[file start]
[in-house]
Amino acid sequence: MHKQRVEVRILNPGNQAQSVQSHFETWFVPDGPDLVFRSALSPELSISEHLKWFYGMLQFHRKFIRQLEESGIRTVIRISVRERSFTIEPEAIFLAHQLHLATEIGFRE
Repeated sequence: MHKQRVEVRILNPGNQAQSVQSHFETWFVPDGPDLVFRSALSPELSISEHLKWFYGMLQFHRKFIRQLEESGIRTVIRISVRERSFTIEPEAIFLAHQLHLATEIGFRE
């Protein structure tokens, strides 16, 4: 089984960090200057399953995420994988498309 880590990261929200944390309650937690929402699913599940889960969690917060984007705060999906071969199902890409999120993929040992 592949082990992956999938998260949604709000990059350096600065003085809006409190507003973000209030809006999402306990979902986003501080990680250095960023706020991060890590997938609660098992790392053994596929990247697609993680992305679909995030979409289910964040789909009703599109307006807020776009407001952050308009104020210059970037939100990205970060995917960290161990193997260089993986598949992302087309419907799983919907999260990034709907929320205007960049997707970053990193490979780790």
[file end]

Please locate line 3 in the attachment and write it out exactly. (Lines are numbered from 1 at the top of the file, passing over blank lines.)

Repeated sequence: MHKQRVEVRILNPGNQAQSVQSHFETWFVPDGPDLVFRSALSPELSISEHLKWFYGMLQFHRKFIRQLEESGIRTVIRISVRERSFTIEPEAIFLAHQLHLATEIGFRE